Last reviewed 22 March 2022
Information prescribed in some original equipment manufacturer's (OEM’s) standard operating and maintenance instructions relating to industrial uninterruptible power supply (UPS) systems may not be adequate to ensure the continued safe and reliable operation for the intended design life.
The Health and Safety Executive (HSE) has carried out several investigations into dangerous occurrences that resulted from a failure of industrial UPS systems at onshore major hazard establishments.
It has now issued a safety notice. This requires designers, manufacturers, importers and suppliers to review the information for maintenance (including inspection) which they provide with their current range of industrial UPS systems to ensure that it satisfies legal requirements.
They should review information for maintenance provided historically to all end users of their industrial UPS systems and determine if they need to provide more up to date information, resulting from experience in use, design modifications, limitations on use or anything else that gives risk to a serious risk to health and safety.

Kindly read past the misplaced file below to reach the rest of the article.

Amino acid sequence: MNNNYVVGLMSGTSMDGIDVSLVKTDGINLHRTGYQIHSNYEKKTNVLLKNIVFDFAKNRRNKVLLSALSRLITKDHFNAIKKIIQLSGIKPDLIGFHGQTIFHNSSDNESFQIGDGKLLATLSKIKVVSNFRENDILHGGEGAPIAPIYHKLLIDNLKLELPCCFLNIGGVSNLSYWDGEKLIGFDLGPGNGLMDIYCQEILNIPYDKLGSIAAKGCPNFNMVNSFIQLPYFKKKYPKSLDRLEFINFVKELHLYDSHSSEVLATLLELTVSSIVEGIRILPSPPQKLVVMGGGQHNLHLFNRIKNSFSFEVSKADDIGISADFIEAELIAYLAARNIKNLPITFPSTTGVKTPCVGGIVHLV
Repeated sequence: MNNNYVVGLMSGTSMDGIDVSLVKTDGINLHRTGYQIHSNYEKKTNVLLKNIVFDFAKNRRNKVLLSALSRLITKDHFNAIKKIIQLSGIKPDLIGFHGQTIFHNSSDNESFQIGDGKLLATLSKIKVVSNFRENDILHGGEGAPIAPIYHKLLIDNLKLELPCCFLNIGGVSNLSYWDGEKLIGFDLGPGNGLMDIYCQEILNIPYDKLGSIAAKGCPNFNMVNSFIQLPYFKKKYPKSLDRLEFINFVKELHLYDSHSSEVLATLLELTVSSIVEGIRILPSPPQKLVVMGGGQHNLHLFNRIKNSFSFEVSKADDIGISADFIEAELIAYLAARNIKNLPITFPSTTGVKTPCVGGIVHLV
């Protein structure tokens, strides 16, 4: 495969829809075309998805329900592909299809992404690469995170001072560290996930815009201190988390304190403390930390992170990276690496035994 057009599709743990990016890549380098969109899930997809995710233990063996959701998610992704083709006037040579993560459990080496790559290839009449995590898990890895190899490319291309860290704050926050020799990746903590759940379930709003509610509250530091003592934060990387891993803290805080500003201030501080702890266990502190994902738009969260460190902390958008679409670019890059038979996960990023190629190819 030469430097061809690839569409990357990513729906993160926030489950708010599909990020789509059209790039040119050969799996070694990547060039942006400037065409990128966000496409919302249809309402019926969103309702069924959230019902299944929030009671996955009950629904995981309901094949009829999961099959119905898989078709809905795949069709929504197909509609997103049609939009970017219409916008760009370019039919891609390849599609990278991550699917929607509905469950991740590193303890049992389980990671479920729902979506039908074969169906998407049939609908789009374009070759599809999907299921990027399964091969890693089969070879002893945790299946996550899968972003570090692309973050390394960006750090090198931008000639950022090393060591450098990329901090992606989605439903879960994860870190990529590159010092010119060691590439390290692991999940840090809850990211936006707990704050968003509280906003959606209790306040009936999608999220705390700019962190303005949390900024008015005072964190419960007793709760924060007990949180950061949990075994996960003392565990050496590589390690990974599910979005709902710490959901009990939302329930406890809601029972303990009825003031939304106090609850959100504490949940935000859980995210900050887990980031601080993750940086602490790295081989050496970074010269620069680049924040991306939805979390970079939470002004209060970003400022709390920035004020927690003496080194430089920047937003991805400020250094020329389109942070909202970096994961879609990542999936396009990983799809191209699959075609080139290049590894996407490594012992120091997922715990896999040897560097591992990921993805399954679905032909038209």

The failure of these industrial UPS systems typically resulted in a loss of power to industrial control systems, emergency shutdown systems and emergency mitigation systems. Some of these incidents have led to localised fires within industrial UPS systems due to failures of either capacitors or batteries with smoke, excessive heat resulting in failure of the static switch and a failure to provide emergency power via a second UPS.
Other incidents due to component failures and outdated firmware have led to unplanned shutdown of a chemical processing plant which subsequently on start-up led to an unplanned release of toxic substances into the environment, and additional demand placed upon other safety-related systems.